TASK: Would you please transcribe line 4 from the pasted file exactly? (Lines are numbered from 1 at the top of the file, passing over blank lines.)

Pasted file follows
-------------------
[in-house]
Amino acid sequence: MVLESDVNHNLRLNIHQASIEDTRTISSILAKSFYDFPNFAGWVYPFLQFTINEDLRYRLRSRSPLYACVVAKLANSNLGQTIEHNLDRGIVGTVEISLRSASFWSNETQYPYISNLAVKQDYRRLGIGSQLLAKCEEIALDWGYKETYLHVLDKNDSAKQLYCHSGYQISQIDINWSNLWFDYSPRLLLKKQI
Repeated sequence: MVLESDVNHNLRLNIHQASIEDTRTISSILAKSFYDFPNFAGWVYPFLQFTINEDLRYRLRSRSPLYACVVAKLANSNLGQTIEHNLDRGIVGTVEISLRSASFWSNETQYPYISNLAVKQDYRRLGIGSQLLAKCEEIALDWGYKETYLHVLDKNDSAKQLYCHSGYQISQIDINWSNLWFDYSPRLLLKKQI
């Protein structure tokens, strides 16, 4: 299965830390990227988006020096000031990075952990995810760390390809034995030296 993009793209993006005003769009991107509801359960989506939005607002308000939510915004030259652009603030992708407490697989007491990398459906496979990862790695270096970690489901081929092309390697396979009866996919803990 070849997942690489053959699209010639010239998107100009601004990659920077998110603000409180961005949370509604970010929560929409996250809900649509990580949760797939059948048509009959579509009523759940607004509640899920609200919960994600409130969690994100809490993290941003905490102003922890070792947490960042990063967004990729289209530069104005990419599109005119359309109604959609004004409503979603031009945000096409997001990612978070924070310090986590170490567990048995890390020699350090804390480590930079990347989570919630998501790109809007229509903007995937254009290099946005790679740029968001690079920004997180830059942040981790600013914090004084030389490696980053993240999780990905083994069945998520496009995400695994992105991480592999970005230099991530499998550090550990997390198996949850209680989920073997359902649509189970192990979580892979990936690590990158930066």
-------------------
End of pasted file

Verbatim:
């Protein structure tokens, strides 16, 4: 299965830390990227988006020096000031990075952990995810760390390809034995030296 993009793209993006005003769009991107509801359960989506939005607002308000939510915004030259652009603030992708407490697989007491990398459906496979990862790695270096970690489901081929092309390697396979009866996919803990 070849997942690489053959699209010639010239998107100009601004990659920077998110603000409180961005949370509604970010929560929409996250809900649509990580949760797939059948048509009959579509009523759940607004509640899920609200919960994600409130969690994100809490993290941003905490102003922890070792947490960042990063967004990729289209530069104005990419599109005119359309109604959609004004409503979603031009945000096409997001990612978070924070310090986590170490567990048995890390020699350090804390480590930079990347989570919630998501790109809007229509903007995937254009290099946005790679740029968001690079920004997180830059942040981790600013914090004084030389490696980053993240999780990905083994069945998520496009995400695994992105991480592999970005230099991530499998550090550990997390198996949850209680989920073997359902649509189970192990979580892979990936690590990158930066």